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Shehadi: Saddam’s downfall paved way for democratic revolution

February 27, 2011 3 comments

Arab peoples are understandably proud of the democratic uprisings that are sweeping away their tormentors at a rate of one a month. They will tell you that this is the real, home-grown democratic change that they have been crying out for, unlike the “fake” democracy in Iraq which has been imposed by foreigners and buttressed by US marines.

The beginning of the end

Amidst this euphoria and revolutionary zeal however, Arabs risk losing a historical perspective on how these uprisings came to be.

Nadim Shehadi, associate fellow at Chatham House, was in Barada TV’s studios last week and he said something very interesting. “It all started with the fall of Saddam” he said, “it just took eight years for the effects to be witnessed.” With my historian’s cap on, I couldn’t agree more.

Saddam’s Iraq was a prime example of a type of regime which came to dominate many Arab countries during the latter half of the 20th century.

This type of regime tends to be:

a) A revolutionary republic, usually erected on the ruins of a liberal monarchy and/or colonialism; b) Deeply authoritarian with a single ruling party and a frightening security apparatus; c) Personality cult, the dictator being the idealized “hero” whose images are displayed everywhere; d) Socialist, with most services provided by the state; e) Corrupt, state patronage being the major avenue; f) Anti-Western, at least in rhetoric; g) Militaristic, with huge armies and vast defence expenditure.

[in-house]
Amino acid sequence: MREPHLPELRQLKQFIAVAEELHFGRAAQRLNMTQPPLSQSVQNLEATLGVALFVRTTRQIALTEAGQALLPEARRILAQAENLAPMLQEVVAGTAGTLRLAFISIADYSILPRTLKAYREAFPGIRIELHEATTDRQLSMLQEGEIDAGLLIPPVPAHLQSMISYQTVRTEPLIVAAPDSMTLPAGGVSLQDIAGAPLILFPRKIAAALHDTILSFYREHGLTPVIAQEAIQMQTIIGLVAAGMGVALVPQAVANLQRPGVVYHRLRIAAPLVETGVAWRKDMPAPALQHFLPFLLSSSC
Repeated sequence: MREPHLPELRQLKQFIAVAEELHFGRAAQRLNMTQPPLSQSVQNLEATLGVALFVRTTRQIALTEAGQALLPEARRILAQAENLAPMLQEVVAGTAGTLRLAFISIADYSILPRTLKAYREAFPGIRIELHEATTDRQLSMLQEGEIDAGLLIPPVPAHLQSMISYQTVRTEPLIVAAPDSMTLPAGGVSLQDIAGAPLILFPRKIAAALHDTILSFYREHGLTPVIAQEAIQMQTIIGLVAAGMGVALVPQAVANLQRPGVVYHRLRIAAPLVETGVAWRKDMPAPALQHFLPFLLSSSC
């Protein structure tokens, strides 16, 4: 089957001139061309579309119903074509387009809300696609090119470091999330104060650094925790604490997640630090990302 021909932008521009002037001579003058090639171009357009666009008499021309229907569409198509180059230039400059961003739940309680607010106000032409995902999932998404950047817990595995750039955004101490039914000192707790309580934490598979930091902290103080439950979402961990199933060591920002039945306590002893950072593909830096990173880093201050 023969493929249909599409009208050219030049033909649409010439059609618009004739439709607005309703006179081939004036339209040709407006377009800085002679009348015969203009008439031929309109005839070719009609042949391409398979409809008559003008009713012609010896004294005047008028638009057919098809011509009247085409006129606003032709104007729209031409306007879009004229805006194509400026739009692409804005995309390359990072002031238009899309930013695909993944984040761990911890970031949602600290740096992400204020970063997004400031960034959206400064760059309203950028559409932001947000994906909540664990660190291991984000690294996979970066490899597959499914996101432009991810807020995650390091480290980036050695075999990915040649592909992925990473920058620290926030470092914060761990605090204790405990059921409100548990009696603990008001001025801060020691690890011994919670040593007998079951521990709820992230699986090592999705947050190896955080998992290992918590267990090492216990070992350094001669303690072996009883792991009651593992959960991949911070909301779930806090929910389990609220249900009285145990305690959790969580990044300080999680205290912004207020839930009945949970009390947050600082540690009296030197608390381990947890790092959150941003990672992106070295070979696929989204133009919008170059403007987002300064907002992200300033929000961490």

The key to survival for this type of regime was a combination of brute force, and wrapping itself with the national flag. Ordinary people living under such a regime appreciated its evils, but they saw no real alternative.  Looking around them, they saw other Arab peoples lived under identical regimes. “It is our fate, what can we do?” was the mood music.

Then in April 2003 one regime of this type came crashing down. The collapse of Saddam’s Iraq was so spectacular, so swift and so ungracious, that it made Arab peoples not only question all the old certainties, but to dare imagine that a similar fate may befall their own regimes.

9 April 2003 was the day that the Arab imagination was re-awoken.

It took eight years for that burst of imagination to translate itself into action, partly because the Iraqi experience was an unhappy one. Many became cynical of Western interventionism, but it was that interventionism which began got the snowball rolling, the results of which can be seen today on the streets of Cairo, Tunis and Tripoli.

As Nadim Shehadi told me as I walked him to the lifts, “All the Arab regimes fell with the downfall of Saddam, they just didn’t know it.”

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Categories: Arabs & Democracy
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